Polyester -- the new microbead

By CMTA Staff

Capitol Update, March 19, 2018 Share this on FacebookTweet thisEmail this to a friend

As you may recall, in 2015 legislation was enacted banning plastic microbeads from personal care products over concerns about growing amounts of microplastics in the aquatic environment. Not long after its passage from the California Legislature and action at the federal level, the conversation quickly shifted to synthetic microfibers being the newest culprit of aquatic pollution. How to address their entry into the aquatic environment was less clear at that time, however.

Fast forward two years, the same author and sponsors of the microbead ban – Assemblyman Richard Bloom (D-Santa Monica), The Story of Stuff and Californians Against Waste – have proposed requiring clothing made from fabric containing more than 50 percent polyester to bear a label that states “this garment sheds plastic microfibers when washed. Hand washing recommended.” On its face the thought is to alter consumer behavior. Studies suggest machine washing such synthetic fabrics results in greater shedding of microfibers in the washing process as compared with hand washing. In taking a closer look at AB 2379 introduced this legislative session, however, the intent is arguably more insidious – a ban on polyester. The bill provides that clothing with 50 percent or more of polyester not bearing the designated label would be banned from sale in California.

The real question is whether this is a reasonable, effective approach to addressing microfibers entering into the aquatic environment. Notably, virtually all fabrics – synthetic or natural – shed. So why pick on polyester? It’s synthetic and part of an ongoing focus on synthetic plastics in the environment. As for the approach to addressing microfibers entering the environment, it is not without its trade-offs. Hand washing doesn’t eliminate microfibers entering the wastewater systems nor is it as water efficient as machine washing. Additionally, polyester and polyester blends can be more cost-effective, durable articles of clothing for many consumers. To place burdens – or even a ban – on these products could have economic consequences for many Californians who may need cost-effective, durable clothing options. And what about workers who wear uniforms made of durable polyester blends or construction workers for whom hand washing may not be sufficient to properly and adequately clean the articles of clothing? Further, many clothing manufacturers, in the interest of sustainability and cradle-to-cradle practices, are utilizing more and more recycled polyester in their clothing manufacturing. Such efforts should be lauded, not constricted with additional burdens and backlash.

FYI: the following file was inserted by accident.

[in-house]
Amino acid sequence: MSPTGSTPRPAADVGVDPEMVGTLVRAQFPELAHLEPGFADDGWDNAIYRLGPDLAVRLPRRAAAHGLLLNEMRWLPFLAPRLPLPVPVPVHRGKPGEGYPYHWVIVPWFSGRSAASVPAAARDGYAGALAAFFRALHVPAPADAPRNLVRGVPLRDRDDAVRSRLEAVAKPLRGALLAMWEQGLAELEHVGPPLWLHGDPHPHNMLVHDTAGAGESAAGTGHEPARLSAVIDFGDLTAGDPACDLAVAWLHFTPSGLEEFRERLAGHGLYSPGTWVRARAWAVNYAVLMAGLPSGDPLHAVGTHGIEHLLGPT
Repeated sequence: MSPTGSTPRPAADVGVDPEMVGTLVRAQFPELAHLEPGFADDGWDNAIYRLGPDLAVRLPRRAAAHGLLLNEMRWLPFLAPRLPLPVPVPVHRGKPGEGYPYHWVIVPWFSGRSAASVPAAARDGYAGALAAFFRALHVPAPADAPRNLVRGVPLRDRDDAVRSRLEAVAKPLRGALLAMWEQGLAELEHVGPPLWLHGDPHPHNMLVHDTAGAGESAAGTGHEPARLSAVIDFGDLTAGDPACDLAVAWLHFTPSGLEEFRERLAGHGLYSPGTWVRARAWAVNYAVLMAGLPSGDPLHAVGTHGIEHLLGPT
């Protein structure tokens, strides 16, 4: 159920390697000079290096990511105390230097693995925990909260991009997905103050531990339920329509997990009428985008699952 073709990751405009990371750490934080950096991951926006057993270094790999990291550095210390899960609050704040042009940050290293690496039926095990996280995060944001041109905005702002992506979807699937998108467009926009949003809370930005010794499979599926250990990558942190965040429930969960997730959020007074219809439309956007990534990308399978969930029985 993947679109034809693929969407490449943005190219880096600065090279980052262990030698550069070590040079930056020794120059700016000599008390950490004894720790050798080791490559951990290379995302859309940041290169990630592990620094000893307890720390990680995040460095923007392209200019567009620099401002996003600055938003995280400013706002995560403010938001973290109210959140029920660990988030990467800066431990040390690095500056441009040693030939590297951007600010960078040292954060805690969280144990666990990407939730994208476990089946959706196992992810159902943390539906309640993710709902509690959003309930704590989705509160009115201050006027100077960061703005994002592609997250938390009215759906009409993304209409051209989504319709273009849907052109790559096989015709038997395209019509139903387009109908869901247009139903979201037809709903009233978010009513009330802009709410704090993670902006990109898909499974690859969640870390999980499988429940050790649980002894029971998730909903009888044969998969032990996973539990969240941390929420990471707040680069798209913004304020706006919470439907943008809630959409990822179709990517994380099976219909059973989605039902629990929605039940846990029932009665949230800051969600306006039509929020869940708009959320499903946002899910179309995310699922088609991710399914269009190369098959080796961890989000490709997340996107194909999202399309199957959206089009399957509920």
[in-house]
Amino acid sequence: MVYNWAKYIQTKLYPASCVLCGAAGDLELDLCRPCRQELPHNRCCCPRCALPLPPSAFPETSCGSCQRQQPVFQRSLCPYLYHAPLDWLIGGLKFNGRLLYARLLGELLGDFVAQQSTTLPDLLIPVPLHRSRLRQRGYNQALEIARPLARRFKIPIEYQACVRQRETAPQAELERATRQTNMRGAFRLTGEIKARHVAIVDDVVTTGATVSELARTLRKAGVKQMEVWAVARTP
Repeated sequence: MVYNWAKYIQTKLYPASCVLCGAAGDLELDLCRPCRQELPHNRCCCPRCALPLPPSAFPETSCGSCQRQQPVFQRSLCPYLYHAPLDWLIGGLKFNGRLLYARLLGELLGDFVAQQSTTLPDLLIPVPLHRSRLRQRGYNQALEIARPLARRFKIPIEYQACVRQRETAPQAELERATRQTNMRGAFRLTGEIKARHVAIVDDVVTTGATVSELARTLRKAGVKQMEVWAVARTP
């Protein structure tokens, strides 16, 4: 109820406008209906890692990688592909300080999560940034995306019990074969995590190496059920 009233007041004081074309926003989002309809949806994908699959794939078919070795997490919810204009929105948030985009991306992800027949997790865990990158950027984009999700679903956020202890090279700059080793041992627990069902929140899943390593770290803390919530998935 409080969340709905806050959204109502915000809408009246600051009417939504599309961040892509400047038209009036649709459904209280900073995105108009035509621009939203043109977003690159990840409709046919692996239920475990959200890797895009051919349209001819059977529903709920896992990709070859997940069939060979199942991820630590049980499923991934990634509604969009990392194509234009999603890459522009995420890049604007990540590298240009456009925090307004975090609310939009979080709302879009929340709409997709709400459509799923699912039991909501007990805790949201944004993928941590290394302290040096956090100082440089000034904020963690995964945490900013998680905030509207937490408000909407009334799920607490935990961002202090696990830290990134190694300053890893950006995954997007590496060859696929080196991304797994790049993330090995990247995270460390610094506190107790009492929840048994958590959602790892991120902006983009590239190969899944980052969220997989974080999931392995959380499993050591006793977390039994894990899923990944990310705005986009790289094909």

While microfibers may indeed be an aquatic issue, hand washing labels and polyester bans are clearly not effective or workable solutions to addressing the concerns without their own impactful trade-offs. Instead, California perhaps could consider solutions that have a meaningful, more effective impact such as utilizing new innovative technologies coming to market that provide greater filtration from washing machines and wastewater treatment facilities. Absent a broader conversation about how to address microfibers in the environment, CMTA has serious concerns with AB 2379 as introduced. The bill has been double-referred to the Assembly Natural Resources and Environmental Safety & Toxic Materials Committees.

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